Lenin at Smolny by Isaak Brodsky, 1930Global Look Press
When in early February 1918, the Bolsheviks declared that they did not recognize the Romanovs’ debts, it “shocked international finance and sparked off unanimous condemnation by the governments of the great powers.” Overall debts of 60 billion rubles⃰ were repudiated, 16 billion⃰ (the link is in Russian) of which were foreign loans.
Lenin’s decision symbolized a rupture with Imperial Russia, and at a practical level reducing the cost of servicing
The support and intervention stopped, but not because the great powers bent to Lenin’s demands. The Bolsheviks simply got the upper hand in the civil war and the issue of debts owed the main creditors – France and Britain – loomed over the country for decades
Between 1880 and 1917, French citizens bought a total of 30 million rubles in Russian bonds and their owners today believe that by now they would be worth around 30 billion euros. It is a belief that is not shared by officials in either Paris or Moscow, and France has never officially raised the issue of Russian imperial debt.
Angry holders of Russian bonds hold their title at the Paris courtroom 26 June 2001AFP
Maybe, as media noted it was due to the fact that in the aftermath of the Russian Revolution Paris confiscated assets that belonged to the imperial government. It also got Russian gold from Berlin amounting to 120 million gold rubles⃰. Berlin received the gold from Lenin’s government in 1918 as part of the Brest-Litovsk peace accord with Germany. It never made it back to Russia. The French took the gold, but never compensated the holders of Russian bonds.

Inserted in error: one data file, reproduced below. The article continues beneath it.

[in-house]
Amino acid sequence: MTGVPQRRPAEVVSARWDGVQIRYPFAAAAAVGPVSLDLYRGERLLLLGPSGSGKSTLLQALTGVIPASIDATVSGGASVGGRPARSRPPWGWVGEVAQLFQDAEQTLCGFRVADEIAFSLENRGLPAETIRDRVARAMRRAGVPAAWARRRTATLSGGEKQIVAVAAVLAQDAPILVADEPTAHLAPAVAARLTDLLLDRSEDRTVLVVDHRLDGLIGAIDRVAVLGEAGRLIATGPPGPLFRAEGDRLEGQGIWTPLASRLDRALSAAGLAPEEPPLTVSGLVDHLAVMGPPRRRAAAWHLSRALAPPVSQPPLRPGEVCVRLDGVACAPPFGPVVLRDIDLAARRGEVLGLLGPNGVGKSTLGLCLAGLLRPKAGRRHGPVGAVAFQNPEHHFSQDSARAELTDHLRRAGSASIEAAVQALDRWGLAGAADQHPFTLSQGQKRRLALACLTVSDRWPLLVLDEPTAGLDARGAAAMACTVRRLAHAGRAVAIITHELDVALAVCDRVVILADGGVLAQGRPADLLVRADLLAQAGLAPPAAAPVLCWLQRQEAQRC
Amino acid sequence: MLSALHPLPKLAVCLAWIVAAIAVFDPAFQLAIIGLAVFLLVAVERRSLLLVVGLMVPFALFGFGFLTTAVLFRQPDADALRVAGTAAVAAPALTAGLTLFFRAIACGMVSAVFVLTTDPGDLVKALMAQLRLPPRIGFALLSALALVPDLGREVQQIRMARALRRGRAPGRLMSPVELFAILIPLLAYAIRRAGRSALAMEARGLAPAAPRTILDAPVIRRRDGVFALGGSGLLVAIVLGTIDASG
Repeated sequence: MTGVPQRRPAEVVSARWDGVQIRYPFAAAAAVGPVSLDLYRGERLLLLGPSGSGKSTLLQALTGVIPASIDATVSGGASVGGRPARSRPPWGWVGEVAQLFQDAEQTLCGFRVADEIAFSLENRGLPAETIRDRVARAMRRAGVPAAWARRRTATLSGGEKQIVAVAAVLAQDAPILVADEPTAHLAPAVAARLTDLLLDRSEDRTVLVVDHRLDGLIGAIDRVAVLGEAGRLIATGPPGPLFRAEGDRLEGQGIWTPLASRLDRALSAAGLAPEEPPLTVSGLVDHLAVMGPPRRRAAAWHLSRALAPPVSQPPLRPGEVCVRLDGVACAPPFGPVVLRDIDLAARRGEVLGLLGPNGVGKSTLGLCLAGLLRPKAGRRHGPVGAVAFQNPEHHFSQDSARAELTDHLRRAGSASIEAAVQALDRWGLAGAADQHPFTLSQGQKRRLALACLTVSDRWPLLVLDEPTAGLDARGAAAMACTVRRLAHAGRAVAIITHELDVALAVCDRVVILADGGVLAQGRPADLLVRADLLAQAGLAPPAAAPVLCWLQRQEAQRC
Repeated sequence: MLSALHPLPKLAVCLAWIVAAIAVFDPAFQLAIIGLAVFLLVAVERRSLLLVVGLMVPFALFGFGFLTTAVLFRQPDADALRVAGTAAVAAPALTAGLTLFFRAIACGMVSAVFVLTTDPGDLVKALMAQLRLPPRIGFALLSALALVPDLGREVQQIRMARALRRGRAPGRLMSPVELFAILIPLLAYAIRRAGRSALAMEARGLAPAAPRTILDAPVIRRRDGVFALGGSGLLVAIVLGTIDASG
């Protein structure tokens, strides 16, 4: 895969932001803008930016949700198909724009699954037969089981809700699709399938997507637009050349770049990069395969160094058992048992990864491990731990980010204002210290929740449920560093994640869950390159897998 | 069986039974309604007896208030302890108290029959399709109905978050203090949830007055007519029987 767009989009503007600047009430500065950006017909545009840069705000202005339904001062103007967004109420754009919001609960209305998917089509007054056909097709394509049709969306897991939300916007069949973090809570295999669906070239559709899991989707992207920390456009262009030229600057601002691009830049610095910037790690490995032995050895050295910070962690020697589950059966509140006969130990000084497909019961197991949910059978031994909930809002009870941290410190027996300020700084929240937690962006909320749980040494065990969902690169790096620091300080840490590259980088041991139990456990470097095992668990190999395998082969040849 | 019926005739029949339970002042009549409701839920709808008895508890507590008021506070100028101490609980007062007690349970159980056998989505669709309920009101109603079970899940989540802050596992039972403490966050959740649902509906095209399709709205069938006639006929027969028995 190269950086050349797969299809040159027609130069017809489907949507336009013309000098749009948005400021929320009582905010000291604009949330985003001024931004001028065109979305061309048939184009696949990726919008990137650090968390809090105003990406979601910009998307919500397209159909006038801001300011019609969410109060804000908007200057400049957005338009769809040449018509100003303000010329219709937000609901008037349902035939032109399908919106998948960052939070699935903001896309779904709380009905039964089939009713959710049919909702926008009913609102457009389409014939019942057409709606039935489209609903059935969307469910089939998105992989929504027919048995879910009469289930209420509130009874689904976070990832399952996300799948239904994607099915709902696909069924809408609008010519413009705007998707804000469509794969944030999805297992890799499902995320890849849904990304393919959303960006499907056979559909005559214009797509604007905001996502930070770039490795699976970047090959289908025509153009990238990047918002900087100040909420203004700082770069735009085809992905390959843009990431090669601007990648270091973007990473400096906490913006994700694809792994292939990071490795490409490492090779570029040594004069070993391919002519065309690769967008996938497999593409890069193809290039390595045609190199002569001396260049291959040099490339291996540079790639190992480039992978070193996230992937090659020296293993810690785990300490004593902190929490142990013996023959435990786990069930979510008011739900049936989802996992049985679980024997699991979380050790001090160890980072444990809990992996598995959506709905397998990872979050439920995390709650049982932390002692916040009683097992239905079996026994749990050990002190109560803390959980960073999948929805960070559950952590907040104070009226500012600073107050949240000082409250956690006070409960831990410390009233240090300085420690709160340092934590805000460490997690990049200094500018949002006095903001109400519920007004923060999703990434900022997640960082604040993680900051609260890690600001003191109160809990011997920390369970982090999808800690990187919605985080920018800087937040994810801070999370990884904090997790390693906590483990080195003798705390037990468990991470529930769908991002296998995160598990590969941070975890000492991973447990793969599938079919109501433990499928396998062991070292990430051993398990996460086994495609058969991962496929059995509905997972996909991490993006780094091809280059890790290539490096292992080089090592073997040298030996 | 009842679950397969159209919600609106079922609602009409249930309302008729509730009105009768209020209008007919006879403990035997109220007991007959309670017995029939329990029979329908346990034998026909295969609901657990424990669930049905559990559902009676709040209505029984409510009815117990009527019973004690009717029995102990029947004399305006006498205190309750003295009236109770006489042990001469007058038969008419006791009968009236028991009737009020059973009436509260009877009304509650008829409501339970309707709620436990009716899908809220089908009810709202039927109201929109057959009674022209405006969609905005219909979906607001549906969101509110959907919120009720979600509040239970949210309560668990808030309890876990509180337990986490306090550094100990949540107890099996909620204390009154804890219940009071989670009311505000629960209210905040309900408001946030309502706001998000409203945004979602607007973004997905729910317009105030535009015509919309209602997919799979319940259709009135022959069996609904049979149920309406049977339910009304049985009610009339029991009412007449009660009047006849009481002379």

The Russian government stepped in to repay these debts, even though it was not legally obliged to do so. It was a gesture of goodwill in order to secure Russia’s entrance to the Paris Club, the international body for creditor countries to negotiate with debtors when repayment difficulties arise.
Since then, Moscow has repeatedly asserted that the issue is now closed and there are no grounds to discuss any new payments. Still, around 400,000 people in France are seeking billions of euros from Russia with no chance of ever getting the money.
During WWI alone the UK loaned Russia a total of 5.5 billion gold rubles⃰. Overall debts were even bigger. As a repayment
Gorbachev and Thatcher refused reciprocal claims on Tsarist-era debtsAP
Yet, despite this discrepancy, in 1986 Moscow managed to reach an agreement to write-off the debts. Gorbachev and Thatcher refused reciprocal claims. Those Russian funds that had been in British banks since the Revolution were ring-fenced for 10 pence on the pound of the nominal value of Imperial Russian bonds.
Stockholm was also one of Russia’s creditors. Shortly before the Revolution Sweden agreed to give a loan
In the early 1930s, Sweden returned roughly
⃰1 gold imperial ruble approximately equals 20 USD.
Read here how Russia freed itself from massive Soviet debts.
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